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Is Vancouver in dire financial straits that it had to ask to borrow $235 million as part of the vote Saturday?

Question: How come the citizens of Vancouver were asked on the ballot to approve $235,000,000 in borrowing to cover city spending in the next 4 years? Is the city’s deficit so great to require these borrowed funds? Thank you very much Frances, you are much appreciated in our household.

Answer: As anyone can see, I am leaping to answer this question so that I can bask in the praise here. Well, also, I know how to answer it without having to phone anyone, which is good, because I think all communications staff and councillors in Vancouver are currently in a zombie state from exhaustion.

So …. the City of Vancouver ballot in EVERY election asks electors to approve the borrowing of tens of millions of dollars to pay for major projects, like community centres, roads, bridge repairs and so on.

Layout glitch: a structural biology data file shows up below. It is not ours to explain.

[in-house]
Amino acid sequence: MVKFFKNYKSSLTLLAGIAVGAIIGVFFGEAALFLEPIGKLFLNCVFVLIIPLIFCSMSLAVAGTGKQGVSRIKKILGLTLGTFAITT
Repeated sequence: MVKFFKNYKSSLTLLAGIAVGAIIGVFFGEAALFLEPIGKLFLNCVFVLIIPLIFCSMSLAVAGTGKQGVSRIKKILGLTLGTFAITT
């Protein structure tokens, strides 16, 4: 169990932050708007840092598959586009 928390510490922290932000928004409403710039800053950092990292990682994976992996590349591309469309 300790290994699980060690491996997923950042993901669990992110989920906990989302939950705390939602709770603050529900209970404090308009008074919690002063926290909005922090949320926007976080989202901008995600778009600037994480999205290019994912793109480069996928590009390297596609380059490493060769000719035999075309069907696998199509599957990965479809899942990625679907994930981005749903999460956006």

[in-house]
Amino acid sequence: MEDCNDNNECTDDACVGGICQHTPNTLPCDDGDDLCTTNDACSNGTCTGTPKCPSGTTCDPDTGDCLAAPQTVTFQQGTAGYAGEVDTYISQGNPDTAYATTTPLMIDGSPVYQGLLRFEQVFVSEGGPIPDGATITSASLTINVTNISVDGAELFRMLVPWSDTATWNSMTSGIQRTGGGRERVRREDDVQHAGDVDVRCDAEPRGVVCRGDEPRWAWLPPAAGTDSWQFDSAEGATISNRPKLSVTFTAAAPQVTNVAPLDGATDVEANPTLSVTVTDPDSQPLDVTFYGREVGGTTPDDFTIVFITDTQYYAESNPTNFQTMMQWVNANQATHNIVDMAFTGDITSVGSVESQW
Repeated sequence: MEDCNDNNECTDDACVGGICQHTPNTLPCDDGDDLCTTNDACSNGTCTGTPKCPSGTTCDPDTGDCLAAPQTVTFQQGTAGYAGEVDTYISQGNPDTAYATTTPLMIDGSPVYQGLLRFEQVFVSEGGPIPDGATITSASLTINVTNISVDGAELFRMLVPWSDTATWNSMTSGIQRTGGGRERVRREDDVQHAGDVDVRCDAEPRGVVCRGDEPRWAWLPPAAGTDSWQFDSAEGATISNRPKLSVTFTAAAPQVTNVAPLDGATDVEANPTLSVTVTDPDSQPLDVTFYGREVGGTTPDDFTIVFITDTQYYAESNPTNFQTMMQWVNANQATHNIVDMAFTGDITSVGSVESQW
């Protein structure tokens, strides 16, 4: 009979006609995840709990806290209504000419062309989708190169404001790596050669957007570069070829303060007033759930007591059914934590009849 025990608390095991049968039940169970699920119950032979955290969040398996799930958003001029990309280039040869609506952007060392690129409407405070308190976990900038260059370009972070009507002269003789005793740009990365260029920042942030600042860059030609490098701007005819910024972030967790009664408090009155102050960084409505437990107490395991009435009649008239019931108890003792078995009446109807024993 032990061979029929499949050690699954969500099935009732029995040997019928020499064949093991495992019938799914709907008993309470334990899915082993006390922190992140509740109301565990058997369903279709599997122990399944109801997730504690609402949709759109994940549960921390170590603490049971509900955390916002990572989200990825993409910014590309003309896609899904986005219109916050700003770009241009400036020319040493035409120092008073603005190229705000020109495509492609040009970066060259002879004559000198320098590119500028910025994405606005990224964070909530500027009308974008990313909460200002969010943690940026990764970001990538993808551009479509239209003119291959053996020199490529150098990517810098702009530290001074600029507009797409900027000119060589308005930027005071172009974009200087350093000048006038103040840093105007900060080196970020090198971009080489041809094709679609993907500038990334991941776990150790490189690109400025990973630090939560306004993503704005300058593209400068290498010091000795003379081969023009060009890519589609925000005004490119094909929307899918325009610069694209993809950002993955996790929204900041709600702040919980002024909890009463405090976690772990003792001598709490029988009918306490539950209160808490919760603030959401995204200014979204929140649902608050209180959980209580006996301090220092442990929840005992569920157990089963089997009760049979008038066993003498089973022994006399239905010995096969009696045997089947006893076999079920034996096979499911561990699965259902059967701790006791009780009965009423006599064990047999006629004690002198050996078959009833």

Unlike the provincial and federal governments, cities are not allowed to run deficits and they have to ask for voter approval to undertake capital projects that require taking on new debt. (Wouldn’t it be cool if the province had to, as well? Then we could all have a vote on whether we want to spend umpteen billion to replace the Massey tunnel with an eight-lane bridge.) This year, that meant voters had to approve $235 million out of the total $1.085-billion capital plan.

In 2011, voters approved, by about a 2/3 majority for each three borrowing questions,  $181 million for a total $702-million capital plan, and the same in 2008, for $222 million in capital-plan projects. I can’t seem to find what the total was for that year.

So it’s not unusual to borrow. The thing to watch always is whether the city’s level of debt, which is covered by making mortgage-like payments out of the operating budget, is getting to an unusually high level. Debt servicing has been approaching the 10-per-cent level of the operating budget that most financial types consider to be as high as you’d want to go.